... In the Cichorieae found in Schlewsig-Holstein (as in the rest of the world), phenolics, sesquiterpene lactones, and triterpenes occur in nearly all species studied in some detail, and in particular for sesquiterpene lactones, the array of compounds found is often characteristic for each studied taxon. Therefore, these compounds can also be used to chemophenetically characterize taxa, lacking obvious morphologic characters (Enke et al. 2012;Zidorn 2019). In contrast, flavonoids and phenolic acids vary less dramatically between genera and species. ...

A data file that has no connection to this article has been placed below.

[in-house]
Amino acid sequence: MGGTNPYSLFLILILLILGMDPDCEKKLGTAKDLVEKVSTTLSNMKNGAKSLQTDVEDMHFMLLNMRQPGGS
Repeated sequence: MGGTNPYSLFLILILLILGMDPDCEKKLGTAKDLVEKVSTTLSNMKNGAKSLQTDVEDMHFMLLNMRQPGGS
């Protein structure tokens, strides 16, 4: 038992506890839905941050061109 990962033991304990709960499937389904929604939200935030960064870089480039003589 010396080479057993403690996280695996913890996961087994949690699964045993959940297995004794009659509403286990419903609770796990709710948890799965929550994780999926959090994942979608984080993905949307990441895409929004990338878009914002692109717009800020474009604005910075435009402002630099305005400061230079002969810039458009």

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Recent international developments make access to biological resources across international borders more difficult than in the past. Local access to biological resources, including plant natural products, thus becomes more important. In order to evaluate the opportunities to access bioactive natural products in our region, we here start a series of dedicated articles assessing the chemical diversity of plant taxa, native and naturalized, in the region of Schleswig-Holstein, Germany. The region has only a limited biodiversity with about 1500 species of higher plants growing in the wild. Our aims are the following: (1) A complete review of the natural products reported from taxa occurring in Schleswig-Holstein from any part of their distribution range. (2) Proof or disproof, whether these substances are also occurring in populations of the taxa at hand occurring in the wild in Schleswig-Holstein. (3) To establish analytical GLC-MS and/or HPLC-DAD-MS systems to identify and quantify these compounds. (4) Initiation of dedicated efforts to unravel the array of secondary metabolites contained in species from the Schleswig-Holstein region not yet investigated. (5) Search for chemically defined intraspecific taxa, i.e. chemically differing lineages of morphologically indistinguishable plant taxa, by comparing plants from Schleswig-Holstein with plants collected in other regions. The survey into the plant natural products’ chemodiversity of the flora of Schleswig-Holstein begins with a review of the natural products from Schleswig-Holstein members of the Cichorieae tribe of the Asteraceae family. The Cichorieae tribe of the Asteraceae family, which encompasses 94 genera and about 1500 species and innumerous microtaxa worldwide (Kilian et al. in Systematics, evolution and biogeography of the Compositae, IAPT, Vienna, 2009), is represented by only 17 genera in Schleswig-Holstein: Arnoseris, Chondrilla, Cicerbita, Cichorium, Crepis, Hieracium, Hypochaeris, Lactuca, Lapsana, Leontodon, Picris, Pilosella, Scorzonera, Scorzoneroides, Sonchus, Taraxacum, and Tragopogon. In total, 48 species (50 taxa including the two species with two distinct subspecies each in the region and treating the sections in the hyper-species-rich genus Taraxacum as species here), occur in Schleswig-Holstein. For all of the genera and all but six of the species (Hieracium fuscocinereum, Lactuca macrophylla, Sonchus palustris, and Taraxacum sections Celtica, Hamata, and Obliqua), the array of plant natural products has already been investigated to some degree. However, for only two taxa (Pilosella officinarum and Tragopogon pratensis subsp. minor) also plants from the region of Schleswig-Holstein have been studied and for only very few taxa, such as Cichorium intybus and Taraxacum officinale, all major classes of natural products have been investigated in detail so far.